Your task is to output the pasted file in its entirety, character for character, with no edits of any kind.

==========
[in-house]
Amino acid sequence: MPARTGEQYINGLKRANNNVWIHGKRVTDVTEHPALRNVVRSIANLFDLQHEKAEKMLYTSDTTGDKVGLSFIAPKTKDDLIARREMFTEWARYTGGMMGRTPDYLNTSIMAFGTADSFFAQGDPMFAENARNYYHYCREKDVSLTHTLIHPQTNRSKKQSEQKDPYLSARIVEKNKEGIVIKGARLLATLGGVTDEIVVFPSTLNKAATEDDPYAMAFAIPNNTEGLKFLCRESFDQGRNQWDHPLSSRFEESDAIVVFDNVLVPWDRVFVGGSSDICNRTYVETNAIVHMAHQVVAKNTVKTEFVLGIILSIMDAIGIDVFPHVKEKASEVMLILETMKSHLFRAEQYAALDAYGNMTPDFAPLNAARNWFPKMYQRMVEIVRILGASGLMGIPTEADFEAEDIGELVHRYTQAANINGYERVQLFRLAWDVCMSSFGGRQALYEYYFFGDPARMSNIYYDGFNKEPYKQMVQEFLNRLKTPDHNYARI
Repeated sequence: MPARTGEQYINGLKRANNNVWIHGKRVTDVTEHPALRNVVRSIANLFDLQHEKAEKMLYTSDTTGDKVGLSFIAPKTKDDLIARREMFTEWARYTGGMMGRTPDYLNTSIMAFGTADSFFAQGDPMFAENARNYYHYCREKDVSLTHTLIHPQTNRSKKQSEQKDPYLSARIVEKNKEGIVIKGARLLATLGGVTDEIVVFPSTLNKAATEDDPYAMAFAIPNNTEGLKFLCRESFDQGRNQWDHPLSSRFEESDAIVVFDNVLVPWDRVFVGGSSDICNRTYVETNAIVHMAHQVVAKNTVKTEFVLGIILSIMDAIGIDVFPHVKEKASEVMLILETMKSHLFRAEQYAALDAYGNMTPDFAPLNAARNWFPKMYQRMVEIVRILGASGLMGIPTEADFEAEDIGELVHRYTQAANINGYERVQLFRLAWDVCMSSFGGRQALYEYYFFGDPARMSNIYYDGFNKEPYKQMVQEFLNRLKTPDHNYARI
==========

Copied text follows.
[in-house]
Amino acid sequence: MPARTGEQYINGLKRANNNVWIHGKRVTDVTEHPALRNVVRSIANLFDLQHEKAEKMLYTSDTTGDKVGLSFIAPKTKDDLIARREMFTEWARYTGGMMGRTPDYLNTSIMAFGTADSFFAQGDPMFAENARNYYHYCREKDVSLTHTLIHPQTNRSKKQSEQKDPYLSARIVEKNKEGIVIKGARLLATLGGVTDEIVVFPSTLNKAATEDDPYAMAFAIPNNTEGLKFLCRESFDQGRNQWDHPLSSRFEESDAIVVFDNVLVPWDRVFVGGSSDICNRTYVETNAIVHMAHQVVAKNTVKTEFVLGIILSIMDAIGIDVFPHVKEKASEVMLILETMKSHLFRAEQYAALDAYGNMTPDFAPLNAARNWFPKMYQRMVEIVRILGASGLMGIPTEADFEAEDIGELVHRYTQAANINGYERVQLFRLAWDVCMSSFGGRQALYEYYFFGDPARMSNIYYDGFNKEPYKQMVQEFLNRLKTPDHNYARI
Repeated sequence: MPARTGEQYINGLKRANNNVWIHGKRVTDVTEHPALRNVVRSIANLFDLQHEKAEKMLYTSDTTGDKVGLSFIAPKTKDDLIARREMFTEWARYTGGMMGRTPDYLNTSIMAFGTADSFFAQGDPMFAENARNYYHYCREKDVSLTHTLIHPQTNRSKKQSEQKDPYLSARIVEKNKEGIVIKGARLLATLGGVTDEIVVFPSTLNKAATEDDPYAMAFAIPNNTEGLKFLCRESFDQGRNQWDHPLSSRFEESDAIVVFDNVLVPWDRVFVGGSSDICNRTYVETNAIVHMAHQVVAKNTVKTEFVLGIILSIMDAIGIDVFPHVKEKASEVMLILETMKSHLFRAEQYAALDAYGNMTPDFAPLNAARNWFPKMYQRMVEIVRILGASGLMGIPTEADFEAEDIGELVHRYTQAANINGYERVQLFRLAWDVCMSSFGGRQALYEYYFFGDPARMSNIYYDGFNKEPYKQMVQEFLNRLKTPDHNYARI